It has been all about finding areas recently in sixth grade math! The last week or two, we have been finding the area of parallelograms, triangles, trapezoids, and circles (with some perimeter and circumference thrown in there too!). For a while now, I have been trying to find a good way to review these concepts. This last week, I thought I would try an activity that worked pretty well last year with my sixth graders during our volume unit. This activity gets students up out of their seats, moving around the room, talking about math, and analyzing each others work!

I began by creating six different posters that each focused on a specific concept. I started pretty basic, with the area of a parallelogram. The other five focused on the area of a triangle, area of a trapezoid, area of a circle, circumference, and one challenge problem! Each student started by getting 6 different colored Post-it notes. On each of the posters, I put one of these different colored Post-its in the corner, so students knew which color to do their work on for that problem. After assigning them a poster to start at (3-5 students per poster), they went around the room solving each problem on their Post-it notes. Here are a few shots of them in action!

Once students got to their starting point, I gave about two or three minutes for them to solve that problem on their Post-it note. After the time was up, I had them rotate to their next poster. I debated having them just go around at their own pace, but this system of sticking together with their group seemed to work out pretty well! I was impressed with the great math conversations going on as they worked! There was a lot of "but don't we need to double the radius" and "it's a triangle, so we have to divide by two!" Once they had all gotten to each station, I gave them a minute or two to go back to any problems that they had not had time to finish. Then, once we were all ready, the students went around an placed their work (which was on each Post-it note) on to the correct poster. Each poster looked something like this...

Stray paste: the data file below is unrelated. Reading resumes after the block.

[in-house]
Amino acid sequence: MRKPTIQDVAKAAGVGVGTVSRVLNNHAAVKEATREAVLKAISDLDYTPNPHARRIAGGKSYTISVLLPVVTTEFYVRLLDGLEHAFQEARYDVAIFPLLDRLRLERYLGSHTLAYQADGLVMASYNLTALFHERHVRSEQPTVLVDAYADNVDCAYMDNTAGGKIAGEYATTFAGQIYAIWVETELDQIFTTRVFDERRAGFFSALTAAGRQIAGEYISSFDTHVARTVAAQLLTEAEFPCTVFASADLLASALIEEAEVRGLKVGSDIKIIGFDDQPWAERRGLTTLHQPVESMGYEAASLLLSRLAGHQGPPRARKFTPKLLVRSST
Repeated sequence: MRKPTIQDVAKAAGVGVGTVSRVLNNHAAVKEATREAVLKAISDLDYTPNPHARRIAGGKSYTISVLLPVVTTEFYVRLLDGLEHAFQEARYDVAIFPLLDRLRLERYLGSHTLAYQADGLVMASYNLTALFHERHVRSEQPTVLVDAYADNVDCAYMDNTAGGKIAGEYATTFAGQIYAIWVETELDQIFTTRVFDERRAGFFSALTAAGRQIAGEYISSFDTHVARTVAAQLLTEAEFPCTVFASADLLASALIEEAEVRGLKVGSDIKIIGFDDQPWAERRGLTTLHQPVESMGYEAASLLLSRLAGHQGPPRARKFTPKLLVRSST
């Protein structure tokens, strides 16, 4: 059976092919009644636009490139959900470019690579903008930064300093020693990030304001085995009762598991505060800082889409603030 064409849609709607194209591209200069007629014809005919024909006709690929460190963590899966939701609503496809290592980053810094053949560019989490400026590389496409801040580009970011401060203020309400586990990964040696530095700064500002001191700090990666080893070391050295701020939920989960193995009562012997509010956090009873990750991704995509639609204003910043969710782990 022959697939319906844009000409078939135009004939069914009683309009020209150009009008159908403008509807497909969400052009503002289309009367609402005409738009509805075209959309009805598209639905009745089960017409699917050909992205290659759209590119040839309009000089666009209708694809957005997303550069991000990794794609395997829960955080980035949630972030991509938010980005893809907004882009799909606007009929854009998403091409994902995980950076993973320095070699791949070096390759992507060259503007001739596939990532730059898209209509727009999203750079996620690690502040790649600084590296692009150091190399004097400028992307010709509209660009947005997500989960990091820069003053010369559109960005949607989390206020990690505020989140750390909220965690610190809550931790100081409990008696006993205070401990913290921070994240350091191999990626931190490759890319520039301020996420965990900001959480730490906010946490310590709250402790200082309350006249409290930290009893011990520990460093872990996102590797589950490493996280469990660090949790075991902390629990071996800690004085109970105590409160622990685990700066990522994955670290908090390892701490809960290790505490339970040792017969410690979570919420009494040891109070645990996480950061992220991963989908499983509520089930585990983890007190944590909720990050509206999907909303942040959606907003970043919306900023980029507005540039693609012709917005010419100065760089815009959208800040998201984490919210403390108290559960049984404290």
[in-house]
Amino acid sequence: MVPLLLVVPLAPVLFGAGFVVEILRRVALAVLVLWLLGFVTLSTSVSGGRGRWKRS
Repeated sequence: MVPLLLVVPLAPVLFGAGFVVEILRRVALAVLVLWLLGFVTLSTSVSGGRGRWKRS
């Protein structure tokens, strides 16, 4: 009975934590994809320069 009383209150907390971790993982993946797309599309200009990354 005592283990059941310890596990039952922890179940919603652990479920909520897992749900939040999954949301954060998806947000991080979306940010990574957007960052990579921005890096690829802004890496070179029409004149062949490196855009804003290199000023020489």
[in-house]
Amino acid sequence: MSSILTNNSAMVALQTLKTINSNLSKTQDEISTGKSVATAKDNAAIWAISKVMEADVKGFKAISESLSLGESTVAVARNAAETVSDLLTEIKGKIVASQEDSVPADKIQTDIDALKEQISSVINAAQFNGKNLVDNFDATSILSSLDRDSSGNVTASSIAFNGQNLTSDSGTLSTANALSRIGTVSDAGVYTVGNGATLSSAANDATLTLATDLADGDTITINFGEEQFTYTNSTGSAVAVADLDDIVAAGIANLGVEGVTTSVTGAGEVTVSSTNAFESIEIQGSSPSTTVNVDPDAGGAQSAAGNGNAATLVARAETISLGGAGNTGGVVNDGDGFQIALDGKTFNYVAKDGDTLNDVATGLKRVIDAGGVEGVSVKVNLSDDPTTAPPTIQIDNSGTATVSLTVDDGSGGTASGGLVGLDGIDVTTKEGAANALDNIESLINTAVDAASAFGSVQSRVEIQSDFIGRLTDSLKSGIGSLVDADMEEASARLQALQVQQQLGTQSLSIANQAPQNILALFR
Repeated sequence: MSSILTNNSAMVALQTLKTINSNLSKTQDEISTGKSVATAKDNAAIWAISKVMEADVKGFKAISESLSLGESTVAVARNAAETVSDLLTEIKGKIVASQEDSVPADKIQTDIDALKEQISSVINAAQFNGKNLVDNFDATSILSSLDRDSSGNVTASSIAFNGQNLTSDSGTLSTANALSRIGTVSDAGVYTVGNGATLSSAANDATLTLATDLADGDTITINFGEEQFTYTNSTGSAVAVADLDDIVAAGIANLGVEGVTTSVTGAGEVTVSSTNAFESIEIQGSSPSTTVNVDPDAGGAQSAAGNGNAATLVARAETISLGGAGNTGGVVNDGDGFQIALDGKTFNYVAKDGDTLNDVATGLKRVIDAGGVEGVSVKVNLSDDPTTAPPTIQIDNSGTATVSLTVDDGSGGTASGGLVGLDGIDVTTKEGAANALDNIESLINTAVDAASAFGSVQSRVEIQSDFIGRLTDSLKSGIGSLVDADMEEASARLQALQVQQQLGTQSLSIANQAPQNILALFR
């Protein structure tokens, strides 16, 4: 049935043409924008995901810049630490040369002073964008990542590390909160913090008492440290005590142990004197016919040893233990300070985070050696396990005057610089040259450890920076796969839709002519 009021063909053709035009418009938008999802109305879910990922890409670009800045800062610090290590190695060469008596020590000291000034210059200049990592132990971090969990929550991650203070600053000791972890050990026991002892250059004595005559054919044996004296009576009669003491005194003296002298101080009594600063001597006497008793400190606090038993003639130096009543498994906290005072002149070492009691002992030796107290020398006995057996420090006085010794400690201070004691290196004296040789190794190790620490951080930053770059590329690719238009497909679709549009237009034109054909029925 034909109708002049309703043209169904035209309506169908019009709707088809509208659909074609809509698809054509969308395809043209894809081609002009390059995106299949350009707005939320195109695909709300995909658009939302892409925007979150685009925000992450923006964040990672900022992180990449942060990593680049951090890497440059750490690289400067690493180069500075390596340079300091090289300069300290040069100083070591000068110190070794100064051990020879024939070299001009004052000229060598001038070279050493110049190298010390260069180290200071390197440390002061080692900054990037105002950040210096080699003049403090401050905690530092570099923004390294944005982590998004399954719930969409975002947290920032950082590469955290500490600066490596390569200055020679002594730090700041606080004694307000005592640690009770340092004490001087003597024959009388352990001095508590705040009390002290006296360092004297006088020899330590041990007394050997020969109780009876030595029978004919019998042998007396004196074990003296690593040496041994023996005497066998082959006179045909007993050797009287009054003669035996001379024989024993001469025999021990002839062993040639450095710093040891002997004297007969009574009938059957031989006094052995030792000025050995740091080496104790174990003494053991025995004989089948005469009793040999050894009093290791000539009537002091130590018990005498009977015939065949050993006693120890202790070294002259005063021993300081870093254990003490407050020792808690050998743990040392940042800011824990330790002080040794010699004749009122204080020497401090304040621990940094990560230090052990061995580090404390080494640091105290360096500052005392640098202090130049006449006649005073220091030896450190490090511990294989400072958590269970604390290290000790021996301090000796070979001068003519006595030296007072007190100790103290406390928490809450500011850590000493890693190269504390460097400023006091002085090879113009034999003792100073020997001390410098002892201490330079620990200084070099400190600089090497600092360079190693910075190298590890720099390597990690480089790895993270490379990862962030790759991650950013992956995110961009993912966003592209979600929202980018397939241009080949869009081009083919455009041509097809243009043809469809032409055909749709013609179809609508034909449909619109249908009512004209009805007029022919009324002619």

Then, here was my favorite part. I gave the students three minutes to walk around and look at the work of their classmates. To give them something specific to look for, I had them try to find at least one thing we did well as a class and at least one mistake they found. The students really enjoyed walking around and looking at their work and it was a great way to spark a discussion about the different area problems we had been learning about. Here are a few pictures of students as they were analyzing each others work!

I really enjoyed using this one as a review and I love how it could really be used with any concept! I'd love to hear any questions or similar activities that you have tried in your classrooms!